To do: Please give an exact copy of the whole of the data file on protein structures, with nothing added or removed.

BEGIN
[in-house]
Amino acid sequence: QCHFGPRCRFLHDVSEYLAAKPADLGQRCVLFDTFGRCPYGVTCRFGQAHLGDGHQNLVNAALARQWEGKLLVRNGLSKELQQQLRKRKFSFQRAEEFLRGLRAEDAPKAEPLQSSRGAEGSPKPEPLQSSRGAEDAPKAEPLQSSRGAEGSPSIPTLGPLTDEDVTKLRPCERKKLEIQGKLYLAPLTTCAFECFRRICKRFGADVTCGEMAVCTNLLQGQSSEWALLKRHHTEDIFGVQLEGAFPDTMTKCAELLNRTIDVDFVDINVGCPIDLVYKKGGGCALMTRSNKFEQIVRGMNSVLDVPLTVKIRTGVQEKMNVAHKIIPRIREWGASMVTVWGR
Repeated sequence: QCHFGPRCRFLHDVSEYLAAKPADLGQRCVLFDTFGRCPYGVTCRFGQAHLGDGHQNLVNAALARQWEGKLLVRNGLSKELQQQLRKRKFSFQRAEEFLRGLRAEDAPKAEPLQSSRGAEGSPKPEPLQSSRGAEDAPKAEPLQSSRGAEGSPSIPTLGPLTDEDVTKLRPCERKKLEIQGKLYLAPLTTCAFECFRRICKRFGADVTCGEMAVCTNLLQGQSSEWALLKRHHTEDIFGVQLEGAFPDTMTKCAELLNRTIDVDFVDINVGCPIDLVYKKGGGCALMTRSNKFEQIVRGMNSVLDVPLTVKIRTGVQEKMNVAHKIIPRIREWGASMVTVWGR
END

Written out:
[in-house]
Amino acid sequence: QCHFGPRCRFLHDVSEYLAAKPADLGQRCVLFDTFGRCPYGVTCRFGQAHLGDGHQNLVNAALARQWEGKLLVRNGLSKELQQQLRKRKFSFQRAEEFLRGLRAEDAPKAEPLQSSRGAEGSPKPEPLQSSRGAEDAPKAEPLQSSRGAEGSPSIPTLGPLTDEDVTKLRPCERKKLEIQGKLYLAPLTTCAFECFRRICKRFGADVTCGEMAVCTNLLQGQSSEWALLKRHHTEDIFGVQLEGAFPDTMTKCAELLNRTIDVDFVDINVGCPIDLVYKKGGGCALMTRSNKFEQIVRGMNSVLDVPLTVKIRTGVQEKMNVAHKIIPRIREWGASMVTVWGR
Repeated sequence: QCHFGPRCRFLHDVSEYLAAKPADLGQRCVLFDTFGRCPYGVTCRFGQAHLGDGHQNLVNAALARQWEGKLLVRNGLSKELQQQLRKRKFSFQRAEEFLRGLRAEDAPKAEPLQSSRGAEGSPKPEPLQSSRGAEDAPKAEPLQSSRGAEGSPSIPTLGPLTDEDVTKLRPCERKKLEIQGKLYLAPLTTCAFECFRRICKRFGADVTCGEMAVCTNLLQGQSSEWALLKRHHTEDIFGVQLEGAFPDTMTKCAELLNRTIDVDFVDINVGCPIDLVYKKGGGCALMTRSNKFEQIVRGMNSVLDVPLTVKIRTGVQEKMNVAHKIIPRIREWGASMVTVWGR